5 The net benefit of an irrevocable life insurance trust is twofold: (1) it facilitates the purchase and secure ownership of life insurance outside the taxable estate of the insured, and (2) it provides a vehicle to which the insured can make other gifts during the lifetime of the insured. Since gifting early and often is the key to passing wealth to loved ones with minimum estate tax erosion, the potential for additional gifts to an irrevocable trust originally established merely to own life insurance often turns out to be as beneficial as purchase of the underlying life insurance itself. 6 OVERCOMING THE AVERSION TO LIFE INSURANCE Many successful individuals resist the suggestion of life insurance as an estate planning tool. They feel they don t need life insurance, or that it is a poor investment. Their prejudice against life insurance as an investment makes them unreceptive to its use as a tool. Such prejudice prevents them from considering the tax and intangible benefits of life insurance with an open mind, and making an objective decision concerning the usefulness of life insurance as a tool in their estate planning. 7 Comparing an investment in life insurance to an investment in the stock market or a bond fund is like comparing apples to oranges since it is hard to give appropriate weight to the tax and intangible benefits of life insurance in estate planning. Life insurance provides liquidity at precisely the moment it is needed to avoid a forced sale to pay estate taxes. Life insurance performs a hedging function without counterpart in other investments. Further, the purchase of life insurance through an irrevocable life insurance trust leverages estate and gift tax exemptions to a degree not otherwise possible. Finally, for those not interested in gifting strategies and/or potential use of family partnerships, qualified personal residence trusts, and their ilk, life insurance offers an alternative simple solution to an estate tax problem. These intangible benefits make life insurance part of any diversified strategy for dealing with estate taxes, and for some people, the only strategy. 8 6 See the separate S&Z Monograph entitled GIFTING & LEVERAGED GIFTING: For Estate Tax Savings. 7 The use of life insurance as a tool in estate planning is discussed in the separate S&Z Monograph entitled USING LIFE INSURANCE: Part of a Diversified Estate Plan. 8 Sometimes individuals are reluctant to spend part of their liquid resources to buy insurance that they feel benefits only their children. While that attitude is certainly understandable, the beneficiary is ultimately the government since their only choice is whether to leave their assets to the government in taxes or to family members. Life insurance is the tool that makes it possible to deflect part of the government s share to family members. However, sometimes when individuals don t feel life insurance is affordable or desirable, their children pay for it themselves. While this may facilitate insurance coverage, it isn t the optimal approach since the taxable estate of the insured isn t reduced by gifting.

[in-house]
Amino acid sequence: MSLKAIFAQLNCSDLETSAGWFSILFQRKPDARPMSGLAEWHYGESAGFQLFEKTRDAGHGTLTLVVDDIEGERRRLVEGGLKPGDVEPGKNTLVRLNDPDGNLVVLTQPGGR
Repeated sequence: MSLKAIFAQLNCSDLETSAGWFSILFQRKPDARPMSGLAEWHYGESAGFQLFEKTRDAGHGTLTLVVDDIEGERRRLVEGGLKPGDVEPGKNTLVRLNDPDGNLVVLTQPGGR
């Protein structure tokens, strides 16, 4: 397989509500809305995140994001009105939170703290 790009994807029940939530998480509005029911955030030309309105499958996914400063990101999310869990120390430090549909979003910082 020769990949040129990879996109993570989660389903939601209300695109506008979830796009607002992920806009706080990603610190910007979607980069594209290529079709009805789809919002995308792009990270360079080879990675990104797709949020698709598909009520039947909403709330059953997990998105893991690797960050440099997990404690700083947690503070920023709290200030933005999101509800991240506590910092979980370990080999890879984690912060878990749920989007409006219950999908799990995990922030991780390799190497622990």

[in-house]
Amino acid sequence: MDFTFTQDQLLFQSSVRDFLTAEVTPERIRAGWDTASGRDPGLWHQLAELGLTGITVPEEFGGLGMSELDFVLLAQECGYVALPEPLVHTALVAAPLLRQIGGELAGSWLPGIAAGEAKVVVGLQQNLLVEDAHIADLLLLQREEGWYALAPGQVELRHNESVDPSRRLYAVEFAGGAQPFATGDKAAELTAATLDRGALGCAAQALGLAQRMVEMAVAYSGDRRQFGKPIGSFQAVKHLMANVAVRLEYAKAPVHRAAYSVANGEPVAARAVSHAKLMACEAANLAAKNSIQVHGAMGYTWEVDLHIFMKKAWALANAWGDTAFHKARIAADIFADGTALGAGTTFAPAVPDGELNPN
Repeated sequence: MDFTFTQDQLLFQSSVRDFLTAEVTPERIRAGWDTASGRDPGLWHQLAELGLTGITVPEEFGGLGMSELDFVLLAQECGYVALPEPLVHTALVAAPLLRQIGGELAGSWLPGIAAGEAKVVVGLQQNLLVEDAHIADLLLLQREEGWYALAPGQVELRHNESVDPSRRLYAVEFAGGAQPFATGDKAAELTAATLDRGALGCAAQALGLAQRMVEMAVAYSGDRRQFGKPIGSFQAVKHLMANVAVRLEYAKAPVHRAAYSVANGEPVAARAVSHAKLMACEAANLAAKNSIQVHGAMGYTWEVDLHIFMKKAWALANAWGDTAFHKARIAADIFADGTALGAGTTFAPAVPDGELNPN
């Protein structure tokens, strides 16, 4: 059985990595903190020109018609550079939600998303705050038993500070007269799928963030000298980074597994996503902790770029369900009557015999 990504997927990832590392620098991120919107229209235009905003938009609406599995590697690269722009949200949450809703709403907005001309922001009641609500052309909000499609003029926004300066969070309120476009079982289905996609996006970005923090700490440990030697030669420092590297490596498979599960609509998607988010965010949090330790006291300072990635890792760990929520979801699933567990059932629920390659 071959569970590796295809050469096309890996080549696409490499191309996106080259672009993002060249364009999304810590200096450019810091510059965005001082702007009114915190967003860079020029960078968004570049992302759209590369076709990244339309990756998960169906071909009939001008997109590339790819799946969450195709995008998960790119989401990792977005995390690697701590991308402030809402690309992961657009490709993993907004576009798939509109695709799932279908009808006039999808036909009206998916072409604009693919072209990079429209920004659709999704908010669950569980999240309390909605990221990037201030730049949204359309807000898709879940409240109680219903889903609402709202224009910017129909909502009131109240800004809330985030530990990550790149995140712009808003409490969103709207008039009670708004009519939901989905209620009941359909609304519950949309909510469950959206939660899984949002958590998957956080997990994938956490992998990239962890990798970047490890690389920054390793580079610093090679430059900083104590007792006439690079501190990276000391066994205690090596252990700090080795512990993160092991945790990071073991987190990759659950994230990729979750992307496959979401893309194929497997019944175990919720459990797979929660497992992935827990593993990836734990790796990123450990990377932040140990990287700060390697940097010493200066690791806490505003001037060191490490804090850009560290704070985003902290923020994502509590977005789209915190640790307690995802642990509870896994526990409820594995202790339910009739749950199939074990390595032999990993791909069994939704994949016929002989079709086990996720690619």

6 If policy premiums are paid with annual exclusion gifts to an irrevocable trust that otherwise wouldn t be made, the tax-savings cover 45% of every premium dollar. As every taxable dollar is used to purchase a nontaxable life insurance death benefit, the government subsidizes the purchase of a nontaxable pool of funds for the insured s beneficiaries. AN EXAMPLE OF THE BENEFITS OF THE LIFE INSURANCE STRATEGY The benefits of life insurance can be illustrated by an example. Assume a married couple age 65 with assets worth $5 million consisting of savings, a house, and investment real estate, all appreciating at 5% percent annually. Assume the husband dies in 2003 with a Will that includes appropriate Credit and Marital Trusts for his surviving spouse, and his wife dies three years later in Their taxable estate will be approximately $4,600,000 and, after payment of estate taxes of $1,196,000 at her death, their descendants will receive $4,561,625. Assume the same facts but that the same couple establishes an irrevocable trust to purchase a second-to-die life insurance policy with a death benefit of $1,000,000 in 2003 and made three transfers of $17,500 each to the trust to pay three premiums. By the date of the wife s death in the year 2006, their taxable estate will be reduced slightly to $4,547,500 (due to the gifts to pay premiums) and, after payment of estate taxes of $1,171,850, their descendants will receive $5,533,275 after taxes due to the extra insurance. The children will receive an extra $971,650 after taxes, and the risk of a costly forced sale is avoided altogether. If the surviving spouse lives until 2026 in the foregoing illustration, substantially more money will have been paid in premiums. However, at 5%, their taxable estate still will have grown to approximately $11,487,217. After payment of estate taxes of $5,687,330 due at that time, their descendants will receive $9,871,411 after taxes (assuming that Congress does not change the current law). Under this scenario, the purchase of life insurance results in the children receiving an extra $4,338,136 after taxes. And again, the risk of a costly forced sale is avoided. Without life insurance, the couple s taxable estate would be larger since no premiums would have been paid ($12,205,161), but their descendants would receive less. After payment of estate taxes of $6,118,097 in year 2026, their descendants would receive $9,158,587 after taxes- $712,824 less than they would have received with insurance. While life insurance has more obvious intuitive appeal when an individual or couple owns illiquid assets such as real estate or a closely-held business interest, the benefits are just as compelling when the estate consists of cash and marketable securities. Further, the benefits are